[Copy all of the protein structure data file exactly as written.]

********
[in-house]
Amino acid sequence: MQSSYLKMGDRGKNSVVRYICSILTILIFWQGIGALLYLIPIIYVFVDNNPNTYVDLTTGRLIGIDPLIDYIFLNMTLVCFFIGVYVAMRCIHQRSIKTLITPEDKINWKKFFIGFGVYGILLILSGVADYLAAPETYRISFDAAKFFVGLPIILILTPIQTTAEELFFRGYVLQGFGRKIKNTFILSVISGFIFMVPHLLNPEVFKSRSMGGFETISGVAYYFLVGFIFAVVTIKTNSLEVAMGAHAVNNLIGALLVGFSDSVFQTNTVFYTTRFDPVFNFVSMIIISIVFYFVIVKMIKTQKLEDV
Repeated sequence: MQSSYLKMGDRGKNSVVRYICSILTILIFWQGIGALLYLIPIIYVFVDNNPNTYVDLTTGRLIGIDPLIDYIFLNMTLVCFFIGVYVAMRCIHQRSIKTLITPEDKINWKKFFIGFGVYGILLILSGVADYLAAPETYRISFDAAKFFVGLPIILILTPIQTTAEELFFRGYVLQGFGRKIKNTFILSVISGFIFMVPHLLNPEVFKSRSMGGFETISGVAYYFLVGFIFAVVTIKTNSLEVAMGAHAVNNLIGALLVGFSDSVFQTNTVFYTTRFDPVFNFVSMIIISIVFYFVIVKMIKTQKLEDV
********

[in-house]
Amino acid sequence: MQSSYLKMGDRGKNSVVRYICSILTILIFWQGIGALLYLIPIIYVFVDNNPNTYVDLTTGRLIGIDPLIDYIFLNMTLVCFFIGVYVAMRCIHQRSIKTLITPEDKINWKKFFIGFGVYGILLILSGVADYLAAPETYRISFDAAKFFVGLPIILILTPIQTTAEELFFRGYVLQGFGRKIKNTFILSVISGFIFMVPHLLNPEVFKSRSMGGFETISGVAYYFLVGFIFAVVTIKTNSLEVAMGAHAVNNLIGALLVGFSDSVFQTNTVFYTTRFDPVFNFVSMIIISIVFYFVIVKMIKTQKLEDV
Repeated sequence: MQSSYLKMGDRGKNSVVRYICSILTILIFWQGIGALLYLIPIIYVFVDNNPNTYVDLTTGRLIGIDPLIDYIFLNMTLVCFFIGVYVAMRCIHQRSIKTLITPEDKINWKKFFIGFGVYGILLILSGVADYLAAPETYRISFDAAKFFVGLPIILILTPIQTTAEELFFRGYVLQGFGRKIKNTFILSVISGFIFMVPHLLNPEVFKSRSMGGFETISGVAYYFLVGFIFAVVTIKTNSLEVAMGAHAVNNLIGALLVGFSDSVFQTNTVFYTTRFDPVFNFVSMIIISIVFYFVIVKMIKTQKLEDV